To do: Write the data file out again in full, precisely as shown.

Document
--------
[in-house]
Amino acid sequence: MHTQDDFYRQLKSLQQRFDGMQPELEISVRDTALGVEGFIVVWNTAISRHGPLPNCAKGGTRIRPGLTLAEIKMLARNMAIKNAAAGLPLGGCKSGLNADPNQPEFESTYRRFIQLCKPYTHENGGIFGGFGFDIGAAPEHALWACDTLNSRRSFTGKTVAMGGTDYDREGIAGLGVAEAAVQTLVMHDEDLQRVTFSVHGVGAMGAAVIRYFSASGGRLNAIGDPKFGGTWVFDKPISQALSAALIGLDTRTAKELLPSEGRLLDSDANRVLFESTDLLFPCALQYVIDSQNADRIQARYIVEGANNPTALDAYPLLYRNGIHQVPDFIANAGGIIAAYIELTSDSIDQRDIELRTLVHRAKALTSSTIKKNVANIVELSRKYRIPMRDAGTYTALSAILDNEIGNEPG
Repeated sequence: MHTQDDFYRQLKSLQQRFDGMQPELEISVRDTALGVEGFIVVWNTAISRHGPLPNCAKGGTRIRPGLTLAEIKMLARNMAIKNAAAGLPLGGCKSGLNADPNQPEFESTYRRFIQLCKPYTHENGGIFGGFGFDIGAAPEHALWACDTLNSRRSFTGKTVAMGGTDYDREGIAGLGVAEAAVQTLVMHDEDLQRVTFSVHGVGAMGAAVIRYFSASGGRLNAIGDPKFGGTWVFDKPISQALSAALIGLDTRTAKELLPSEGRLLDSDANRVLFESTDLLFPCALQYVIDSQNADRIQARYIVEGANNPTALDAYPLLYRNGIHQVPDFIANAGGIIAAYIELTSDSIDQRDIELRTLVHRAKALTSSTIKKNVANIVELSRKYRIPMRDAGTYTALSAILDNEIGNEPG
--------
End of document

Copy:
[in-house]
Amino acid sequence: MHTQDDFYRQLKSLQQRFDGMQPELEISVRDTALGVEGFIVVWNTAISRHGPLPNCAKGGTRIRPGLTLAEIKMLARNMAIKNAAAGLPLGGCKSGLNADPNQPEFESTYRRFIQLCKPYTHENGGIFGGFGFDIGAAPEHALWACDTLNSRRSFTGKTVAMGGTDYDREGIAGLGVAEAAVQTLVMHDEDLQRVTFSVHGVGAMGAAVIRYFSASGGRLNAIGDPKFGGTWVFDKPISQALSAALIGLDTRTAKELLPSEGRLLDSDANRVLFESTDLLFPCALQYVIDSQNADRIQARYIVEGANNPTALDAYPLLYRNGIHQVPDFIANAGGIIAAYIELTSDSIDQRDIELRTLVHRAKALTSSTIKKNVANIVELSRKYRIPMRDAGTYTALSAILDNEIGNEPG
Repeated sequence: MHTQDDFYRQLKSLQQRFDGMQPELEISVRDTALGVEGFIVVWNTAISRHGPLPNCAKGGTRIRPGLTLAEIKMLARNMAIKNAAAGLPLGGCKSGLNADPNQPEFESTYRRFIQLCKPYTHENGGIFGGFGFDIGAAPEHALWACDTLNSRRSFTGKTVAMGGTDYDREGIAGLGVAEAAVQTLVMHDEDLQRVTFSVHGVGAMGAAVIRYFSASGGRLNAIGDPKFGGTWVFDKPISQALSAALIGLDTRTAKELLPSEGRLLDSDANRVLFESTDLLFPCALQYVIDSQNADRIQARYIVEGANNPTALDAYPLLYRNGIHQVPDFIANAGGIIAAYIELTSDSIDQRDIELRTLVHRAKALTSSTIKKNVANIVELSRKYRIPMRDAGTYTALSAILDNEIGNEPG